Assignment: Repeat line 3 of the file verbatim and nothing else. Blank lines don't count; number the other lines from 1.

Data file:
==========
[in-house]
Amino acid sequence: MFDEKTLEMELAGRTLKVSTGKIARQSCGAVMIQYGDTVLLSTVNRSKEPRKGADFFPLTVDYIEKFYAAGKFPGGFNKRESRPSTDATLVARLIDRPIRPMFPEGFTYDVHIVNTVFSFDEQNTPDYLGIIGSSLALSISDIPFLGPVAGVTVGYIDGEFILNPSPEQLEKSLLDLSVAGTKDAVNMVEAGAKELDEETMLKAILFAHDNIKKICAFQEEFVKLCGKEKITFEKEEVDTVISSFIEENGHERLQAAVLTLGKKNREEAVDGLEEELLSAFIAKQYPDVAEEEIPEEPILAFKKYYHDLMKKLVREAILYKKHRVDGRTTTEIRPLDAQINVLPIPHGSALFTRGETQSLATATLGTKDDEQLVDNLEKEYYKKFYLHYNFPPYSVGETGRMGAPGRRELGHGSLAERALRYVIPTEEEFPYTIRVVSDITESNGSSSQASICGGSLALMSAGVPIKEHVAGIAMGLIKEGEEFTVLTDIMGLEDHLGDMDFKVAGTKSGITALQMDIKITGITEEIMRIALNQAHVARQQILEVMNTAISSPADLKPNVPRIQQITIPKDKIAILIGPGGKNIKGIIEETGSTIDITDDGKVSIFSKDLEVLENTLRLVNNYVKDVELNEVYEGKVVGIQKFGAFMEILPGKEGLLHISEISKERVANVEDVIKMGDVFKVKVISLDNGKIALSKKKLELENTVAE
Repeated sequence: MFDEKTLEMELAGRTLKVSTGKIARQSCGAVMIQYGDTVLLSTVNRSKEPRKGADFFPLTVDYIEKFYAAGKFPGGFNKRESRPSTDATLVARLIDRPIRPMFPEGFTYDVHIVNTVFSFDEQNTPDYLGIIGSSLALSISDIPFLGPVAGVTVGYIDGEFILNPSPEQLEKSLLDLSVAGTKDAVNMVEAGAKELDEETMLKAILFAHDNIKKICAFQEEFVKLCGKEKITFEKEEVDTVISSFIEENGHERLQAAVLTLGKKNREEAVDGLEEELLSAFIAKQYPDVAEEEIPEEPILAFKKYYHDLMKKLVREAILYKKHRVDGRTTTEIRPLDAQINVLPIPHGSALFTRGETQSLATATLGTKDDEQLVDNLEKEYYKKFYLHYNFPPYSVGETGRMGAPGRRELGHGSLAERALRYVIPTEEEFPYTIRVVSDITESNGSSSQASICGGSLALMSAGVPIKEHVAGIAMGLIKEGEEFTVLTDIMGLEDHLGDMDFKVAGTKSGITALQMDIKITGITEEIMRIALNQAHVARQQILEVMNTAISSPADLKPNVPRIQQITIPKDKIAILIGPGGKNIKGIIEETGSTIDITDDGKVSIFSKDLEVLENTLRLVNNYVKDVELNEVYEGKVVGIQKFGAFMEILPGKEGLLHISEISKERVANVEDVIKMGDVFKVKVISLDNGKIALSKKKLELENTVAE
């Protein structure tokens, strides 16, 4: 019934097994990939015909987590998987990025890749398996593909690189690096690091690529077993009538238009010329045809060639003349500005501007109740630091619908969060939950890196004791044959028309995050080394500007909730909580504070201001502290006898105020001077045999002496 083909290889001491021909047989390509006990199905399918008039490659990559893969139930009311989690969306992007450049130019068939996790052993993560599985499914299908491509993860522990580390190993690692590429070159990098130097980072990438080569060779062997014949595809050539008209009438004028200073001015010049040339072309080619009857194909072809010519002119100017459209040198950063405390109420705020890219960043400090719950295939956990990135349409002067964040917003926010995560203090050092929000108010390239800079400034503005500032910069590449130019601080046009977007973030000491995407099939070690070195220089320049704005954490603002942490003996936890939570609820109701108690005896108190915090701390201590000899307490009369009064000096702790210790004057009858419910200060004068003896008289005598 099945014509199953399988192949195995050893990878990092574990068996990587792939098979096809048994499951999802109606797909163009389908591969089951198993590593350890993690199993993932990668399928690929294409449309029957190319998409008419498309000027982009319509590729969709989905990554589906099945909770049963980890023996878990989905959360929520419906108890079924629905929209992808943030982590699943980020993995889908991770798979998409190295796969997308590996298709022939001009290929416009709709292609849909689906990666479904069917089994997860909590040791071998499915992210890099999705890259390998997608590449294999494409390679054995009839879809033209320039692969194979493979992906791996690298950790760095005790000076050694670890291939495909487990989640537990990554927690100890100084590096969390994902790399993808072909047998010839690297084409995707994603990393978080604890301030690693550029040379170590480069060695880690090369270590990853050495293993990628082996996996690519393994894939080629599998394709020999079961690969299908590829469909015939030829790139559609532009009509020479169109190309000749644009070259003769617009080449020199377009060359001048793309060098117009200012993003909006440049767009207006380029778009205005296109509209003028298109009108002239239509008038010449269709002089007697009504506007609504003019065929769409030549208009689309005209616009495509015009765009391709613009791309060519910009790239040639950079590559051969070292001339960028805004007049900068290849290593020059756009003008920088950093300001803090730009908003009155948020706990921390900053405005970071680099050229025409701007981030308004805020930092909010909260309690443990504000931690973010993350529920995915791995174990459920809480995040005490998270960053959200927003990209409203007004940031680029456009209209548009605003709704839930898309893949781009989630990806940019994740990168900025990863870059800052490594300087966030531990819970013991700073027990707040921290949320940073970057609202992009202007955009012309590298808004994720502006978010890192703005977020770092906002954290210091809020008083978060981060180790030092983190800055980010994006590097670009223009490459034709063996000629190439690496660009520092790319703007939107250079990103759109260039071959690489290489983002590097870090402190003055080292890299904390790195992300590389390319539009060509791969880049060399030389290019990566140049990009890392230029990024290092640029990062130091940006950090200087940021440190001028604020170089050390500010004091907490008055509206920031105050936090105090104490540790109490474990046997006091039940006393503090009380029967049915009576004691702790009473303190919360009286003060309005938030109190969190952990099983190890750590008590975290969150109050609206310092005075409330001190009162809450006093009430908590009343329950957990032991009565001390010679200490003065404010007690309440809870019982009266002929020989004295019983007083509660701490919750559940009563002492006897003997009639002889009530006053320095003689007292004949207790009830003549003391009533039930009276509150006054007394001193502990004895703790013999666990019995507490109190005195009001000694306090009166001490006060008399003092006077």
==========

Repeated sequence: MFDEKTLEMELAGRTLKVSTGKIARQSCGAVMIQYGDTVLLSTVNRSKEPRKGADFFPLTVDYIEKFYAAGKFPGGFNKRESRPSTDATLVARLIDRPIRPMFPEGFTYDVHIVNTVFSFDEQNTPDYLGIIGSSLALSISDIPFLGPVAGVTVGYIDGEFILNPSPEQLEKSLLDLSVAGTKDAVNMVEAGAKELDEETMLKAILFAHDNIKKICAFQEEFVKLCGKEKITFEKEEVDTVISSFIEENGHERLQAAVLTLGKKNREEAVDGLEEELLSAFIAKQYPDVAEEEIPEEPILAFKKYYHDLMKKLVREAILYKKHRVDGRTTTEIRPLDAQINVLPIPHGSALFTRGETQSLATATLGTKDDEQLVDNLEKEYYKKFYLHYNFPPYSVGETGRMGAPGRRELGHGSLAERALRYVIPTEEEFPYTIRVVSDITESNGSSSQASICGGSLALMSAGVPIKEHVAGIAMGLIKEGEEFTVLTDIMGLEDHLGDMDFKVAGTKSGITALQMDIKITGITEEIMRIALNQAHVARQQILEVMNTAISSPADLKPNVPRIQQITIPKDKIAILIGPGGKNIKGIIEETGSTIDITDDGKVSIFSKDLEVLENTLRLVNNYVKDVELNEVYEGKVVGIQKFGAFMEILPGKEGLLHISEISKERVANVEDVIKMGDVFKVKVISLDNGKIALSKKKLELENTVAE